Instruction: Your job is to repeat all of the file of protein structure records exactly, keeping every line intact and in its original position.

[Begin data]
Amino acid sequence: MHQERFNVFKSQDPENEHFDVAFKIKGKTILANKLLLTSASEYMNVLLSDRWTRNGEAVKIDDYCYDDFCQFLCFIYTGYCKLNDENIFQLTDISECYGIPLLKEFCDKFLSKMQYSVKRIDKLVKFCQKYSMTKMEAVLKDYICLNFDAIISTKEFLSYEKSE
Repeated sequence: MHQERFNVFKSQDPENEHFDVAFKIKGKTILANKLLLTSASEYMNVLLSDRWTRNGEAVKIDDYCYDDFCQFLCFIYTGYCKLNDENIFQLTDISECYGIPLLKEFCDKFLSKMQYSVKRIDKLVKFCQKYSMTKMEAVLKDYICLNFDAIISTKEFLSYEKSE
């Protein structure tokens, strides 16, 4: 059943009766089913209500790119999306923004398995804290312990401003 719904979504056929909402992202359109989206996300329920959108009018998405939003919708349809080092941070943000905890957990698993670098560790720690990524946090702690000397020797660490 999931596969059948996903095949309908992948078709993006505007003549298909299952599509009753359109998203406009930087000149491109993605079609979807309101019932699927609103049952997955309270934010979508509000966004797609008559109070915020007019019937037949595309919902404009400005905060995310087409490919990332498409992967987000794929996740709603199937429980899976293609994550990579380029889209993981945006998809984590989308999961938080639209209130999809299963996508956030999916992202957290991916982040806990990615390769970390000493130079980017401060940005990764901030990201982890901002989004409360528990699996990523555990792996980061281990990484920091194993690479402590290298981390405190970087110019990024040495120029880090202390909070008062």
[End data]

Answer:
Amino acid sequence: MHQERFNVFKSQDPENEHFDVAFKIKGKTILANKLLLTSASEYMNVLLSDRWTRNGEAVKIDDYCYDDFCQFLCFIYTGYCKLNDENIFQLTDISECYGIPLLKEFCDKFLSKMQYSVKRIDKLVKFCQKYSMTKMEAVLKDYICLNFDAIISTKEFLSYEKSE
Repeated sequence: MHQERFNVFKSQDPENEHFDVAFKIKGKTILANKLLLTSASEYMNVLLSDRWTRNGEAVKIDDYCYDDFCQFLCFIYTGYCKLNDENIFQLTDISECYGIPLLKEFCDKFLSKMQYSVKRIDKLVKFCQKYSMTKMEAVLKDYICLNFDAIISTKEFLSYEKSE
């Protein structure tokens, strides 16, 4: 059943009766089913209500790119999306923004398995804290312990401003 719904979504056929909402992202359109989206996300329920959108009018998405939003919708349809080092941070943000905890957990698993670098560790720690990524946090702690000397020797660490 999931596969059948996903095949309908992948078709993006505007003549298909299952599509009753359109998203406009930087000149491109993605079609979807309101019932699927609103049952997955309270934010979508509000966004797609008559109070915020007019019937037949595309919902404009400005905060995310087409490919990332498409992967987000794929996740709603199937429980899976293609994550990579380029889209993981945006998809984590989308999961938080639209209130999809299963996508956030999916992202957290991916982040806990990615390769970390000493130079980017401060940005990764901030990201982890901002989004409360528990699996990523555990792996980061281990990484920091194993690479402590290298981390405190970087110019990024040495120029880090202390909070008062």